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Lecture 4 - Sustainable Packaging Design


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Sustainable Packaging Design

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Lecture 4 - Sustainable Packaging Design

  2. 2. Sustainable Packaging Design
  3. 3. In this lecture, we will look at… What is Packaging Design? Functions of Packaging Design Elements of Packaging Design Sustainable Packaging Design Packaging Design Process Adding Sustainability to Design Further Reading/Resources
  4. 4. What is Packaging Design? • Packaging Design is the discipline of creating the structure (container) and visuals (surface graphics) to carry, identify, describe, protect, display and promote a product. It may range from a simple bottle and a label to an elaborate system of boxes and inner packaging. The aspects which are usually reviewed are size and shape, color, closure, outside appearance, protection and economy, convenience, labeling, and the packaging material’s effects on the environment. Packaging is also a key component to the creation of memorable consumer shopper and user experiences, which, either in-store or in use, build on brand values such as fun, community or authenticity as a means of motivating purchase intent and repurchase consideration.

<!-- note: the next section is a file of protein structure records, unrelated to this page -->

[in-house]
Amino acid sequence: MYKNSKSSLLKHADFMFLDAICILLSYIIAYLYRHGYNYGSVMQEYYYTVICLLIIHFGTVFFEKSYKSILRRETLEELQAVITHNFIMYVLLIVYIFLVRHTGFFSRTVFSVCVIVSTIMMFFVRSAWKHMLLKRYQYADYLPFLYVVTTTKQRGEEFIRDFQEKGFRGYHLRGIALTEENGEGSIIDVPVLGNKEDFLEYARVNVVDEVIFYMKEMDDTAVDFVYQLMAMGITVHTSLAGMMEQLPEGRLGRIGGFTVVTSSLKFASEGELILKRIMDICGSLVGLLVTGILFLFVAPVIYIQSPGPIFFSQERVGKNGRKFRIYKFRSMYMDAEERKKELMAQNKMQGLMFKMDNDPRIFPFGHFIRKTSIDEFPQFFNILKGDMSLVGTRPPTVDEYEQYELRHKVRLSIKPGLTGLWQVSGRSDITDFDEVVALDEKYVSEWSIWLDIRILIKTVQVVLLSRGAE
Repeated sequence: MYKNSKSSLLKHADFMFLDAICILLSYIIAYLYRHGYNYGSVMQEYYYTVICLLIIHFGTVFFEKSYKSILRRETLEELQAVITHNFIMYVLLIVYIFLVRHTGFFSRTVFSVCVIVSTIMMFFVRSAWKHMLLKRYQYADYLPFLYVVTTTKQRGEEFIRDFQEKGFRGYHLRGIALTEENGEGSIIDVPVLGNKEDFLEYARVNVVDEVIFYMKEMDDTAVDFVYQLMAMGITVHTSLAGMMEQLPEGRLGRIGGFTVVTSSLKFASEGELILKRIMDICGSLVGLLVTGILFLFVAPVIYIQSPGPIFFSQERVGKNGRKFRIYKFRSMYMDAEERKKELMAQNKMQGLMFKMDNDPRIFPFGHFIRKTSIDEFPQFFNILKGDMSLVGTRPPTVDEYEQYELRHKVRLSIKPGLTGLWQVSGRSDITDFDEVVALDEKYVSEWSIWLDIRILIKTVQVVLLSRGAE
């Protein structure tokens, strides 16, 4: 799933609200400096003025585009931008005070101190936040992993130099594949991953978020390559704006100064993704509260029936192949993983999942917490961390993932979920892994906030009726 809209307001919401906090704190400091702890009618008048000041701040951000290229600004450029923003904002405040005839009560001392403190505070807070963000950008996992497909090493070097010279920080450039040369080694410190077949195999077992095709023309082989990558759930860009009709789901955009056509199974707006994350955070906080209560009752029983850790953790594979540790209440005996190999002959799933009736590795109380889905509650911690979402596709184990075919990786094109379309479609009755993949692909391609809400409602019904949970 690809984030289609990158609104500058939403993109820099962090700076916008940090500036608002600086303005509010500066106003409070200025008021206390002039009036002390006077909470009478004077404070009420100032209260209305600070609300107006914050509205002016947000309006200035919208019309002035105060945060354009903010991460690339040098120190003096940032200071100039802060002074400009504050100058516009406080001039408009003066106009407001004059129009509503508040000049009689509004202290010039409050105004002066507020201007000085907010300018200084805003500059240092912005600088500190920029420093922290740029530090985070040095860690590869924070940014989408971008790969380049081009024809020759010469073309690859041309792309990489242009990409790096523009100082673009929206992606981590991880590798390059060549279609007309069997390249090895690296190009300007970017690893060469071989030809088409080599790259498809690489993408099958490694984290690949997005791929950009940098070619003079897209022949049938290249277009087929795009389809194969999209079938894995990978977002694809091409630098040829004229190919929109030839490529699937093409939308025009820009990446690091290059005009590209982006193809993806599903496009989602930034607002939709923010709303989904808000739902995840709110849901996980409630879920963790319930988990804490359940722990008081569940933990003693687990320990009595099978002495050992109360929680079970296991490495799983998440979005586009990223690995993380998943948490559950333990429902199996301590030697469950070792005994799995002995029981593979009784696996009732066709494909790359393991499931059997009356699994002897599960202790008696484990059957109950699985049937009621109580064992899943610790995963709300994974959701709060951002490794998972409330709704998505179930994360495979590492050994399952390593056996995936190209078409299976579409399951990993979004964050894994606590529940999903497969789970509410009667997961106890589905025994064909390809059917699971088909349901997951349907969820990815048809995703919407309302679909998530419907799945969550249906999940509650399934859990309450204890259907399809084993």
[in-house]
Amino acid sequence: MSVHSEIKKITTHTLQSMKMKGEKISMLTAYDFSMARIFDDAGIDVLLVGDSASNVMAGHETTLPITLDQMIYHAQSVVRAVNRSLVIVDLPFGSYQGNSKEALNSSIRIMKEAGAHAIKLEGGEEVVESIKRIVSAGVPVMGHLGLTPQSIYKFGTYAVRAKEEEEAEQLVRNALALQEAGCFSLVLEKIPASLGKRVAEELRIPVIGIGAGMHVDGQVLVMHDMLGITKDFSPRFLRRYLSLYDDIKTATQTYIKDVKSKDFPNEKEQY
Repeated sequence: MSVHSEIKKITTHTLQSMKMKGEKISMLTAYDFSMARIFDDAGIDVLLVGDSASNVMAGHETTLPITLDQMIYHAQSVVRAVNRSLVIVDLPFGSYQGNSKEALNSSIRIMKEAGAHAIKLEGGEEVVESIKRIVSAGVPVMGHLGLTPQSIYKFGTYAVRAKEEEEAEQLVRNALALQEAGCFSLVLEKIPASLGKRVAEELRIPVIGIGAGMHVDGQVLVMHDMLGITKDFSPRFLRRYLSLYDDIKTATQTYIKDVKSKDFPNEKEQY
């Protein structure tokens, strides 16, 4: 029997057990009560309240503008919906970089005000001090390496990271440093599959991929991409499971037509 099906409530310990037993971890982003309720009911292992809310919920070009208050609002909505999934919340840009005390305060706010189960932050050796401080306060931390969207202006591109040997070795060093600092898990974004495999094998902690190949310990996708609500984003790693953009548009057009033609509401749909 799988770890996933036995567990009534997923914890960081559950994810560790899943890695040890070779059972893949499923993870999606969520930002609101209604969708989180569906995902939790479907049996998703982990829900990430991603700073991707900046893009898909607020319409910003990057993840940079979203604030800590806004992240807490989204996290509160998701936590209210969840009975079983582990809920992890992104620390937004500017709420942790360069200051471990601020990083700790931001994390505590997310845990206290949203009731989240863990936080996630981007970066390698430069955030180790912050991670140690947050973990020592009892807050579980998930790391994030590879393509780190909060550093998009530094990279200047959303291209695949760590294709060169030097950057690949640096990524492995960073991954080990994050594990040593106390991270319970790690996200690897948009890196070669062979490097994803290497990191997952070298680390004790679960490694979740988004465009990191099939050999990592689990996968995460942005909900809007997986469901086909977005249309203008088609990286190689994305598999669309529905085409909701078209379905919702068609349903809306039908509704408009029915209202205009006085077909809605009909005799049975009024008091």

5. 5. Packaging is a design that has to function Yum butter 10 oz Jar Labels GD USA Package Design Award Winner 2017
  6. 6. Functions of Packaging Design Packaging Design has multiple functions to accomplish such as: • Contain: Hold the product in order to get it to its destination • Identification: Serves as an identification/branding for the product • Protect: Protect the product from the environment such as dirt, dampness etc. • Preserve: Increase the shelf life of the product • Carry: Distribution of the product from manufacturing unit, to the store, to the consumer • Communicate: Product description, marketing, nutritional information, etc. • Display: Display the product at the store, attract attention and motivate sales • Advertise: Packaging serves as a form of direct and indirect advertising • Create an experience for the user…
  7. 7. Packaging Design gives an identity to the product
  8. 8. Packaging Design protects the product